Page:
By H. Sterling Burnett
In a campaign-stop interview, Republican presidential candidate Donald Trump reiterated statements he first made in early October about the Environmental Protection Agency (EPA) being a prime target for budget cuts if he is elected president.
The January 11 interview, which was conducted by The Wall Street Journal and New Hampshire television station WMUR, took place at a diner in Manchester, New Hampshire shortly after a large town hall meeting.
Trump said he would do “tremendous cutting” of the federal government. In particular, Trump pledged to cut the budget of EPA, which he called “the laughingstock of the world.”
Trump’s remarks were similar to statements he made on Fox News Sunday on October 18, 2015. In that interview, Trump singled out EPA as an agency that will face particularly steep cuts if he becomes president.
“[EPA], what they do is a disgrace,” said Trump. “Every week they come out with new regulations.”
Christopher Horner, senior fellow at the Competitive Enterprise Institute, says he agrees with Trump about the need to cut back EPA’s powers.
“It is difficult to think of a better candidate for drastic downsizing cuts than this agency … one that alternately takes credit for having cleaned up our world only to foster alarmism about a tsunami of grave new threats that will overwhelm us unless it is further empowered and enriched,” said Horner.
EPA’s ‘Existence Threatened’
Sen. Ted Cruz (TX), another Republican presidential candidate, has also said he would cut EPA’s powers if elected president. As chairman of the U.S. Senate Subcommittee on Space, Science, and Competitiveness, Cruz held hearings in December to present the views of climate scientists whose research has led them to be skeptical of the claim humans are causing catastrophic climate change. The day after the hearing, Cruz called climate change the “perfect pseudoscientific theory for a big government politician who wants more power” in an interview with NPR.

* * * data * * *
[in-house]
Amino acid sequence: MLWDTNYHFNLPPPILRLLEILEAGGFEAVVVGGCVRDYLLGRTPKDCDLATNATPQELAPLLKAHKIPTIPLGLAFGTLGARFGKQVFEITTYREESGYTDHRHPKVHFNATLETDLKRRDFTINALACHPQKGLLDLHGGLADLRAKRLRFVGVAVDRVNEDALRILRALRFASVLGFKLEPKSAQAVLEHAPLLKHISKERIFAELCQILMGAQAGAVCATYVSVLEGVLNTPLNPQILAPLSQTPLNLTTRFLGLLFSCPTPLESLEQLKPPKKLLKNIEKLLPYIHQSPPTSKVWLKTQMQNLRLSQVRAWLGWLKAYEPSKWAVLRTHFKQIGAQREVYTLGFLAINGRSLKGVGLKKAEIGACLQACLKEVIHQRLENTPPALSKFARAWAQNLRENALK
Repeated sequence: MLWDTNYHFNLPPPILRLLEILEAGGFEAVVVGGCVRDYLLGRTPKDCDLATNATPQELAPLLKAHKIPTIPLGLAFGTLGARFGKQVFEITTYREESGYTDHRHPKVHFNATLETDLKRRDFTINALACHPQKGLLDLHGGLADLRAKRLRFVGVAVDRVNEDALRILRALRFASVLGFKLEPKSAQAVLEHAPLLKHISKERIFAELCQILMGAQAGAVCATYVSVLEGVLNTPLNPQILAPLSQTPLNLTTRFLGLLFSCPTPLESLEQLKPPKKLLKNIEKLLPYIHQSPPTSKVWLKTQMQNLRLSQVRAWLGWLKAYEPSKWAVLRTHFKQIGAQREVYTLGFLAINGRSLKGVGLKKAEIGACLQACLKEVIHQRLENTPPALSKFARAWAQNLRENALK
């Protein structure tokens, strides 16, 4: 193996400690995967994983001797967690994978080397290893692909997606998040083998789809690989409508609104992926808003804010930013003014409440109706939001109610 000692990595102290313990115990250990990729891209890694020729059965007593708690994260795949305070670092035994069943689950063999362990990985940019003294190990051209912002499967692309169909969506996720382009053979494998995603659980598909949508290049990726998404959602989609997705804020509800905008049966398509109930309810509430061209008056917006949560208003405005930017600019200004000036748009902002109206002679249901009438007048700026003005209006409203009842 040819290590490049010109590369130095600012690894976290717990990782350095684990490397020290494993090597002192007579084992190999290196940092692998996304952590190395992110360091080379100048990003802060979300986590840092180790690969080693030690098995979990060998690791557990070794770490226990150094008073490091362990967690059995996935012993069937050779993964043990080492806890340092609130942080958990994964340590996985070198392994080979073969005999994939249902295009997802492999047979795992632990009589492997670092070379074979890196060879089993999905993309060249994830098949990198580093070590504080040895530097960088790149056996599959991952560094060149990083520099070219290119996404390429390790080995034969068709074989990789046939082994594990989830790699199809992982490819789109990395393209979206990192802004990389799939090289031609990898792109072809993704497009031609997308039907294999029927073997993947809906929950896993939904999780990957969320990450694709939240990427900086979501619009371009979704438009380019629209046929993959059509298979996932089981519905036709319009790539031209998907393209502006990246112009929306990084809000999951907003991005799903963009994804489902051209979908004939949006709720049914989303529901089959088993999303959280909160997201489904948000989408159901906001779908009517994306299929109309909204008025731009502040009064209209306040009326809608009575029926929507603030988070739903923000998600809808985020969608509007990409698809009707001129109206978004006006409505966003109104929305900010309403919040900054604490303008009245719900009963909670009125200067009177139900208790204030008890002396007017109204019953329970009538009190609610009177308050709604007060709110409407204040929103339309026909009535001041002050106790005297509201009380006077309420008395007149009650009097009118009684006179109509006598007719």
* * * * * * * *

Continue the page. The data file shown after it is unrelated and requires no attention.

“The EPA faces two challenges: maintaining its funding and its narrative the country—and even the world—is threatened by climate change,” said Merrill Matthews, a resident scholar at the Institute for Policy Innovation. “Donald Trump’s assertion that as president he would slash EPA funding is driving the first challenge, and Sen. Ted Cruz’ recent hearing on climate change data is helping drive the second.
“Ironically, if either [Trump or Cruz] wins the White House, it’s the EPA’s, not the human race’s, existence that will be threatened,” Matthews said.
H. Sterling Burnett, Ph.D. (firstname.lastname@example.org) is the managing editor of Environment & Climate News.